on the Militia

“I ask, Sir, what is the militia? It is the whole people. To disarm the people is the best and most effectual way to enslave them.” George Mason, Co-author of the Second Amendment during Virginia’s Convention to Ratify the Constitution, 1788

As the Senate proceeds to debate on limiting yet another of our Constitutional rights, I cannot help but wonder if any of this would be in discussion if more Americans had a real understanding of the history of our nation’s relationship with guns. Long before our current military was created and expanded, there was an understanding that keeping arms for self-defense was a natural right. Our Founders knew that the combination of an armed citizenry and the natural desire for self-preservation would not only be a check on those seeking conquest from the outside, but on those seeking power at home. Local militias were merely ordinary men, armed to preserve the lives and liberty of their families and their local communities. And when necessary, to be called upon to do the same for their state and their nation.

Our military has long relied on ordinary citizens to help them do their job, not only when it comes to filling their ranks, but also providing them with advanced weaponry. In fact, most advancements in gun making were in response to American citizens’ demand for more efficient hunting and self-defensive weapons, after which the military decided to use them as well. Historically, there has been no separation between “military style” weapons and weapons used by ordinary citizens. Why?  Because in America there was a deep understanding that individual citizens were the real military, charged with the final defense of liberty, either on an individual or a national basis. The act of personal self-defense and self-preservation were so natural, only someone bent on tyranny would question why someone would want to improve their ability to do so.

Over time though, as our nation became more industrialized, fewer citizens felt the need to be familiar with weapons. In fact, the National Rifle Association was founded in 1871 out of concern that American citizens were losing their ability to defend themselves and their country. The poor marksmanship exhibited by the Union Army during the Civil War highlighted the dangerous effect of having a citizenry unskilled in the use of arms, and they wanted to change that.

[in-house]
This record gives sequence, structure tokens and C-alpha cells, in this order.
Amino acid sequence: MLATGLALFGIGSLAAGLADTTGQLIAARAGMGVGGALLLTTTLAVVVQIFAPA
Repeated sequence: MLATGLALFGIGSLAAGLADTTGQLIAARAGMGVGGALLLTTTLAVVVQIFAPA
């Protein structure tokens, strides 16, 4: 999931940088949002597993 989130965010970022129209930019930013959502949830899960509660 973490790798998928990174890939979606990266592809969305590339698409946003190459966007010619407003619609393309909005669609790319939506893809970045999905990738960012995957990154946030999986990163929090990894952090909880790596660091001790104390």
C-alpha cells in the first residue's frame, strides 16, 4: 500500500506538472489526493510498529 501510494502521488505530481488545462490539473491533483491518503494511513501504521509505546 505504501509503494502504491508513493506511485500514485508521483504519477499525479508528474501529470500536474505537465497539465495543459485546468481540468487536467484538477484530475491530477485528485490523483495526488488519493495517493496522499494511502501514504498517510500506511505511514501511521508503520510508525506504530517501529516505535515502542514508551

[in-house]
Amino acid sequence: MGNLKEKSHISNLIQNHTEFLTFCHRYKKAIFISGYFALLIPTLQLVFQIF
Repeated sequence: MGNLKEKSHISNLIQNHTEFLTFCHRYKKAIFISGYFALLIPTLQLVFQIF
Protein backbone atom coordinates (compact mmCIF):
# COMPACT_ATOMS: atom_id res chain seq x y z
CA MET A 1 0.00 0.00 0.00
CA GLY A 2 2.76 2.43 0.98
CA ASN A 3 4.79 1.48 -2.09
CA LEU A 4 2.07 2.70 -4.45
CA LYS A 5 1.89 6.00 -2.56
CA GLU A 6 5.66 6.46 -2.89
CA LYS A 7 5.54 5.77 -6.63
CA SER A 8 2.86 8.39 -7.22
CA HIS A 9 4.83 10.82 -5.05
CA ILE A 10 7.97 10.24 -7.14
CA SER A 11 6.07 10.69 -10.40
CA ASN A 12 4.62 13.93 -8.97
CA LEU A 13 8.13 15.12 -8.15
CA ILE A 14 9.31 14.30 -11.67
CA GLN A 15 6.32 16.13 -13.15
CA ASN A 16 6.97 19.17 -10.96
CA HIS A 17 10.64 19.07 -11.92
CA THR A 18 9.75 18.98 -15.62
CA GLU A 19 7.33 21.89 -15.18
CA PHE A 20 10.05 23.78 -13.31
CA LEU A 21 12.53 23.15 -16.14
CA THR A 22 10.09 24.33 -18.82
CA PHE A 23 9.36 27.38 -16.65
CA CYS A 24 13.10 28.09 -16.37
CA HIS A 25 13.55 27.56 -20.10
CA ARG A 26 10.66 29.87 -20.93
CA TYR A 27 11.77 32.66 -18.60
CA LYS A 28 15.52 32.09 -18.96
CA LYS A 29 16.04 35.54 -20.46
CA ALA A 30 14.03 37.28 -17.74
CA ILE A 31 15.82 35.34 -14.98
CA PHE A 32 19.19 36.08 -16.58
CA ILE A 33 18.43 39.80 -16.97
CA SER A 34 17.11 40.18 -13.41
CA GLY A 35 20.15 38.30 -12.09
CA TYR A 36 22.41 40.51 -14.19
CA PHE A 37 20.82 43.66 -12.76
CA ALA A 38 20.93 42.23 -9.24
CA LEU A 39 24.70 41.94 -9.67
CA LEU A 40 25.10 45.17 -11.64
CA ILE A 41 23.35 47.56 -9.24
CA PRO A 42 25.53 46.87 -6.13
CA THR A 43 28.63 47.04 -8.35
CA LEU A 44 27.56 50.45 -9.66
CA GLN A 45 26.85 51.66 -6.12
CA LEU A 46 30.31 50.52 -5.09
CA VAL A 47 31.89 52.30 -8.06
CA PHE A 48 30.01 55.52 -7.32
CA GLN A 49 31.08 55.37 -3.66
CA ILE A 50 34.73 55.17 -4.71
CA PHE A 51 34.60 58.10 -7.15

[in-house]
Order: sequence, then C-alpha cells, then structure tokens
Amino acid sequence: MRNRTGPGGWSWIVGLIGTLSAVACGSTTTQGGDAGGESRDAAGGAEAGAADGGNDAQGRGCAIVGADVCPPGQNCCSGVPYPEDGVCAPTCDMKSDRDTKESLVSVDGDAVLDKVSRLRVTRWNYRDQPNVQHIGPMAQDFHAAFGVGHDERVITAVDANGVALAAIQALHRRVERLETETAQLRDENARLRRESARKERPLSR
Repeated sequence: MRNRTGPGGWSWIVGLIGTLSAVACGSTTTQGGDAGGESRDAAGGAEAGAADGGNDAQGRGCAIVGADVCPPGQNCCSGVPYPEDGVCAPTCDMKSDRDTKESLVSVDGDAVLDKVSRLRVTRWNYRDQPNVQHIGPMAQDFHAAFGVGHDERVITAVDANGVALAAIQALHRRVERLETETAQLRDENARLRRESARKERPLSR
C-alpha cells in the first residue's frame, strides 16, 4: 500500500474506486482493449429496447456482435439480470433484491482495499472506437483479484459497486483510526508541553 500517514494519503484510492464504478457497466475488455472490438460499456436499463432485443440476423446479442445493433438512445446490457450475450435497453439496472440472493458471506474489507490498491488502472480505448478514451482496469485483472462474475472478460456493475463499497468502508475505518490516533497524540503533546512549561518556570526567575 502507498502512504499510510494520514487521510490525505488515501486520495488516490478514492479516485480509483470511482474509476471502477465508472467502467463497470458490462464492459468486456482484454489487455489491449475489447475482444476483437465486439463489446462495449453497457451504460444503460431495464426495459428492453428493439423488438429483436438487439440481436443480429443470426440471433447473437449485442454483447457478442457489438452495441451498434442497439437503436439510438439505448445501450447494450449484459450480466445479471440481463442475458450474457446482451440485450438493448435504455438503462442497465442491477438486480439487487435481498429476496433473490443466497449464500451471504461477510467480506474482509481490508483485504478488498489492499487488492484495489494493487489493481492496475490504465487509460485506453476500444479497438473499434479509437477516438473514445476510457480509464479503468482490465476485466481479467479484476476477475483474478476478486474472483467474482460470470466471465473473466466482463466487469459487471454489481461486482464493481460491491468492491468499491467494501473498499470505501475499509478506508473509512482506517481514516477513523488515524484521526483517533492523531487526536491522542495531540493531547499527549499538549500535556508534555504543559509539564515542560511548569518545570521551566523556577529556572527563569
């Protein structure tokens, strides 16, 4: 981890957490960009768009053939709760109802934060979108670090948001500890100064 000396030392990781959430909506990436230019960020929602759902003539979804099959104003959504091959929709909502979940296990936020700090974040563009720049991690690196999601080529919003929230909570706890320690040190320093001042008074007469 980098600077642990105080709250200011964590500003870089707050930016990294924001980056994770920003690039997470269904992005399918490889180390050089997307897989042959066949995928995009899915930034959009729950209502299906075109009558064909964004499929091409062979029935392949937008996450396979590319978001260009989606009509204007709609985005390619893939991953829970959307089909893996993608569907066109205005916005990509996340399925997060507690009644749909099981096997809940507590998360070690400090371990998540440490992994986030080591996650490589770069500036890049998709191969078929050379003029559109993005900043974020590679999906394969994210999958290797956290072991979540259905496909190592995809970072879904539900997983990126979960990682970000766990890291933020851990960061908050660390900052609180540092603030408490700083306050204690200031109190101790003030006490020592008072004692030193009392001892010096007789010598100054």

Even today, our own military has stressed the importance of citizens being comfortable with weapons. They have noticed that those who grew up with little familiarity with guns take far more time to teach how to shoot than those that were raised around weapons all their lives. Not only that, these new recruits also have to overcome a lack of comfort that just does not exist with those that grew up hunting. Our military leadership in the field found that the best sharp shooters, the best snipers, were usually those that grew up with a gun in hand. These same military brass have even observed that allied troops from gun control nations had significantly less flexibility around weapons during battlefield conditions. All these things could make the difference between a soldier living or dying. So, if our gun culture actually strengthens our military prowess, why would anyone want to change that?

America’s citizen-military relationship should not be severed or feared, but embraced and appreciated as the essential component to not only the preservation of personal liberty, but that of our nation as well. Right now our leaders are contemplating removing the very thing that has made this nation a force to be reckoned with around the world. Can you imagine a foreign enemy being successful in conquering a nation where every citizen is armed? Like any violent thief, they would look for far easier prey. Which makes me wonder: why are some of our political leaders pushing so hard to make us into just that?

“In my experience, a lot of training time in the Special Forces is used to teach those who don’t have gun experience. To put it plainly, the Special Forces is in the business of creating country boys.” Greg Stube, a former Special Forces sergeant, who fought & was severely wounded in Afghanistan

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